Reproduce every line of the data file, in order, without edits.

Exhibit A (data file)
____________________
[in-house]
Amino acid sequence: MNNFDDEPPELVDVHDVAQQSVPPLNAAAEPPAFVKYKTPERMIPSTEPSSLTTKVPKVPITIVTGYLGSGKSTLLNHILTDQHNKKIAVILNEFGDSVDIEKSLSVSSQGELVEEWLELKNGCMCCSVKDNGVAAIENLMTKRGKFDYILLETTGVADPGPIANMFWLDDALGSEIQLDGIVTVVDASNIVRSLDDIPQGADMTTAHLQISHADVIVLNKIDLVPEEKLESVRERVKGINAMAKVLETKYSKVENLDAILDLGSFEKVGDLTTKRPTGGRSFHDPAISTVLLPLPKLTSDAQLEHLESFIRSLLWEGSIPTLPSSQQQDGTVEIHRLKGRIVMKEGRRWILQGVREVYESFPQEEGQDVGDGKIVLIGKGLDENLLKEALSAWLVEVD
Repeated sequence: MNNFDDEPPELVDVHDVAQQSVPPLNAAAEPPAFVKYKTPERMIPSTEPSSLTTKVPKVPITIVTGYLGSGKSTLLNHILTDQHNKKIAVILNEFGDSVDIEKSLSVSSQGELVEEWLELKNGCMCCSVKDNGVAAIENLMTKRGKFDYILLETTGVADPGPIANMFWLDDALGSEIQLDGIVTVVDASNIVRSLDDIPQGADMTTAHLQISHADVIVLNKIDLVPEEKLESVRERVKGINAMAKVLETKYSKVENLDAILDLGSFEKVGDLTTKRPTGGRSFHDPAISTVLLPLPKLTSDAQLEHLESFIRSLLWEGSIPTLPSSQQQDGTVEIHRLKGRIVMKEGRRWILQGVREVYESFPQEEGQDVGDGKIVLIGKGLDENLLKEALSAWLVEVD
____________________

[in-house]
Amino acid sequence: MNNFDDEPPELVDVHDVAQQSVPPLNAAAEPPAFVKYKTPERMIPSTEPSSLTTKVPKVPITIVTGYLGSGKSTLLNHILTDQHNKKIAVILNEFGDSVDIEKSLSVSSQGELVEEWLELKNGCMCCSVKDNGVAAIENLMTKRGKFDYILLETTGVADPGPIANMFWLDDALGSEIQLDGIVTVVDASNIVRSLDDIPQGADMTTAHLQISHADVIVLNKIDLVPEEKLESVRERVKGINAMAKVLETKYSKVENLDAILDLGSFEKVGDLTTKRPTGGRSFHDPAISTVLLPLPKLTSDAQLEHLESFIRSLLWEGSIPTLPSSQQQDGTVEIHRLKGRIVMKEGRRWILQGVREVYESFPQEEGQDVGDGKIVLIGKGLDENLLKEALSAWLVEVD
Repeated sequence: MNNFDDEPPELVDVHDVAQQSVPPLNAAAEPPAFVKYKTPERMIPSTEPSSLTTKVPKVPITIVTGYLGSGKSTLLNHILTDQHNKKIAVILNEFGDSVDIEKSLSVSSQGELVEEWLELKNGCMCCSVKDNGVAAIENLMTKRGKFDYILLETTGVADPGPIANMFWLDDALGSEIQLDGIVTVVDASNIVRSLDDIPQGADMTTAHLQISHADVIVLNKIDLVPEEKLESVRERVKGINAMAKVLETKYSKVENLDAILDLGSFEKVGDLTTKRPTGGRSFHDPAISTVLLPLPKLTSDAQLEHLESFIRSLLWEGSIPTLPSSQQQDGTVEIHRLKGRIVMKEGRRWILQGVREVYESFPQEEGQDVGDGKIVLIGKGLDENLLKEALSAWLVEVD